The American Civil Liberties Union (ACLU) is demanding change and restitution from Hawaii’s state Department of Education and the local Hawaiian Police Department after they arrested a black 10-year-old girl for a drawing of a school bully in January 2020.

The 10-year-old girl in question, who was not named and hidden under the alias N.B., was attending the Honowai Elementary School in Waipahu at the time of the ordeal. N.B. allegedly drew an "offensive drawing" of another student that bullied her. The next day, the parent of the bully came to school and demanded that the staff call the police, according to Hawaii News Now.

N.B. was then handcuffed and sent to jail without any specific crime or offense, and she was questioned and interrogated by police officers without her mother present. Her mother, Tamara Taylor, was detained as well, and she was not allowed by officers to see her daughter.

“That’s just straight-up wrong,” ACLU Hawaii Legal Director Wookie Kim said. “And there’s nothing that condones or justifies that.”

She also remarked that the sequestering of the two from each other disrespected Taylor’s rights as a parent and caretaker of N.B., something which the ACLU emphasized in their statement.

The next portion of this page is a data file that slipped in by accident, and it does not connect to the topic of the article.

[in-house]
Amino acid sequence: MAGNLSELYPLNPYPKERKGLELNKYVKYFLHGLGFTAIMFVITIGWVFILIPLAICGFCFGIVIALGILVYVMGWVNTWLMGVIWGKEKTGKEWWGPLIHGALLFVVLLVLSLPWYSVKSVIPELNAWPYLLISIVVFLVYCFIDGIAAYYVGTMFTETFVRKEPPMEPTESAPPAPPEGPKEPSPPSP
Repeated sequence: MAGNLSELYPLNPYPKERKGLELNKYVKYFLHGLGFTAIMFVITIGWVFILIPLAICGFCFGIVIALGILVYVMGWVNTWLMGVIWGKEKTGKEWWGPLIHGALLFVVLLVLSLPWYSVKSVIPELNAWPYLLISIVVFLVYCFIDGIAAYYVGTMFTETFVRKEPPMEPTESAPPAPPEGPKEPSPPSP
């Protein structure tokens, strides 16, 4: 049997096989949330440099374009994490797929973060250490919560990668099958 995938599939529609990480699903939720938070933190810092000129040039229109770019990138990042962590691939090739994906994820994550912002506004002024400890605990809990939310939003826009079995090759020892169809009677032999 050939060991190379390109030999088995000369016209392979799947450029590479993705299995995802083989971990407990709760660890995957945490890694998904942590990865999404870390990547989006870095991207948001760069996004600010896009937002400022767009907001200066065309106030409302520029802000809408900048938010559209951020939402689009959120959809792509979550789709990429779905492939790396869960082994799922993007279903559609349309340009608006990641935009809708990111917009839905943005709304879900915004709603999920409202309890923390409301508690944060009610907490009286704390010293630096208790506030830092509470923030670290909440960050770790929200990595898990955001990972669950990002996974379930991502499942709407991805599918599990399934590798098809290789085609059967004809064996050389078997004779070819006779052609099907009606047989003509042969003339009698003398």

“N.B. should have been allowed to be with her parent who was sequestered in another room in the same school at that very time as police officers were interrogating 10-year-old N.B.,” Kim said.

N.B. was released to her mother at the Pearl City Police Station that same day.

Taylor moved out of the state after the incident, but she sent a letter to the school and to Leeward District Complex Area Superintendent Keith Hui, which stated her anxieties and emotions regarding the incident, the Daily Beast reported.

“I was stripped of my rights as a parent and my daughter was stripped of her right to protection and representation as a minor,” Taylor said in the letter. “My daughter and I are traumatized from these events and I’m disheartened to know that this day will live with my daughter forever.”

The ACLU is demanding that the Department of Education and the Hawaii Police Department make institutional changes in order to avoid incidences like this to happen again, including forbidding staff from calling police unless there is an imminent danger, and having a parent or guardian present when a child is questioned.

“Absent of an actual threat, the school should try and work out, maybe a better way, a better path for the child,” retired federal agent Tommy Aiu said.

The ACLU is also seeking $500,000 in damages for Taylor and her daughter.

A 10-year-old girl was arrested and interrogated by police officers without cause after a parent demanded that the police be called in regarding an offensive drawing of a bully. This is a representational image. PIXABAY

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